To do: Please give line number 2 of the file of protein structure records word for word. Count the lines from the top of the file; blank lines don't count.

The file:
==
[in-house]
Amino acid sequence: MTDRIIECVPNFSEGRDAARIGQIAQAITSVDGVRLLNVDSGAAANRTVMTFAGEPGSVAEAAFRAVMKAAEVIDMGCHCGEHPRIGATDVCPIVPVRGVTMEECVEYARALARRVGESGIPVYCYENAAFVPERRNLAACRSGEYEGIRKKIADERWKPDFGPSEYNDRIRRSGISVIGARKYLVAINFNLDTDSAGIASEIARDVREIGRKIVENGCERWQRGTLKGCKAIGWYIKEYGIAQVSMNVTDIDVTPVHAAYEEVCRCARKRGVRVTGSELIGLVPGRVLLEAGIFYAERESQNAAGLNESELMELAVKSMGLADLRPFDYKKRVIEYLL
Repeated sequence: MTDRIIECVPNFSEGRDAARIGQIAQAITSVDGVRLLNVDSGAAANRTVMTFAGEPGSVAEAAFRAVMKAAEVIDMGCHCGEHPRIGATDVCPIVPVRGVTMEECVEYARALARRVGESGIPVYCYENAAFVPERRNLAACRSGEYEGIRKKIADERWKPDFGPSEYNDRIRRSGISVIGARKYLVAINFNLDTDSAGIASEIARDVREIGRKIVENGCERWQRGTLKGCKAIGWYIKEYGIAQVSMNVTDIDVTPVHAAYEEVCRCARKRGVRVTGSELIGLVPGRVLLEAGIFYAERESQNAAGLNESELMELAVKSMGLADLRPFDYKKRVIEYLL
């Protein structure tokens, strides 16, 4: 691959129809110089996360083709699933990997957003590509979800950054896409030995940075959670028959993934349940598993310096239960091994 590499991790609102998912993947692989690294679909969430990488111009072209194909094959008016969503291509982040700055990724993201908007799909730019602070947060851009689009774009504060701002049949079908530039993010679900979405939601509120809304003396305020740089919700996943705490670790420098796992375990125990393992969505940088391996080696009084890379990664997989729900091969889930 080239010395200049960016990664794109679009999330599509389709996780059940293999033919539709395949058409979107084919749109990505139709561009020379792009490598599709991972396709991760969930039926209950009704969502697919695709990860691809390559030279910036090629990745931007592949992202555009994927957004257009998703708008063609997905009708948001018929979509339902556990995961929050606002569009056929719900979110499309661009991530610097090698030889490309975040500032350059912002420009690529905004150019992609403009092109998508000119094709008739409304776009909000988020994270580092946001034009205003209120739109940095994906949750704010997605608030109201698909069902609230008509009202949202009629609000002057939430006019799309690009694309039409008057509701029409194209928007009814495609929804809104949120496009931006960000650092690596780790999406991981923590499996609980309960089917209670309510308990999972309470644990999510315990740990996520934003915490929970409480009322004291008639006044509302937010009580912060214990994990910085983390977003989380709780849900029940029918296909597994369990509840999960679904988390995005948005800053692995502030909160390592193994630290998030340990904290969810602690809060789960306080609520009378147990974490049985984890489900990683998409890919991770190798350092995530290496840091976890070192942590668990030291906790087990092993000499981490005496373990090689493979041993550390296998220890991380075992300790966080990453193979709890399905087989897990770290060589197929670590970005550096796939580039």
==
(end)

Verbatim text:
Amino acid sequence: MTDRIIECVPNFSEGRDAARIGQIAQAITSVDGVRLLNVDSGAAANRTVMTFAGEPGSVAEAAFRAVMKAAEVIDMGCHCGEHPRIGATDVCPIVPVRGVTMEECVEYARALARRVGESGIPVYCYENAAFVPERRNLAACRSGEYEGIRKKIADERWKPDFGPSEYNDRIRRSGISVIGARKYLVAINFNLDTDSAGIASEIARDVREIGRKIVENGCERWQRGTLKGCKAIGWYIKEYGIAQVSMNVTDIDVTPVHAAYEEVCRCARKRGVRVTGSELIGLVPGRVLLEAGIFYAERESQNAAGLNESELMELAVKSMGLADLRPFDYKKRVIEYLL